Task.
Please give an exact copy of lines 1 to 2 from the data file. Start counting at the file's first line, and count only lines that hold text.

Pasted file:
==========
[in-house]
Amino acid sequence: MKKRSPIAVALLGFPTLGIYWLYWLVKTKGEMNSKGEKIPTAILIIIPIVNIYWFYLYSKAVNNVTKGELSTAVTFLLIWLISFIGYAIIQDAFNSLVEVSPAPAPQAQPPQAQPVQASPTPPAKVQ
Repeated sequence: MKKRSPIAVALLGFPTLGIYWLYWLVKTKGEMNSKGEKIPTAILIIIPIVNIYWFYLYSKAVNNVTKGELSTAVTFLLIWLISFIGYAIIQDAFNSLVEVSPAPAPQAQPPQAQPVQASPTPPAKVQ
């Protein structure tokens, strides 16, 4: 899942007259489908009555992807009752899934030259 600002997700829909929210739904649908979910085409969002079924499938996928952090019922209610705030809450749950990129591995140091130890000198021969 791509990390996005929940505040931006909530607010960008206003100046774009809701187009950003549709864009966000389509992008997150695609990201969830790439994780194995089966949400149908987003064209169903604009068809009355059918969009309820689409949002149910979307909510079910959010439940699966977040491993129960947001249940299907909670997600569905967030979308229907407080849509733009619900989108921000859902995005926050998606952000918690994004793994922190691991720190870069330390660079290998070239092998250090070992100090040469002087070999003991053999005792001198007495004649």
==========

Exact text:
[in-house]
Amino acid sequence: MKKRSPIAVALLGFPTLGIYWLYWLVKTKGEMNSKGEKIPTAILIIIPIVNIYWFYLYSKAVNNVTKGELSTAVTFLLIWLISFIGYAIIQDAFNSLVEVSPAPAPQAQPPQAQPVQASPTPPAKVQ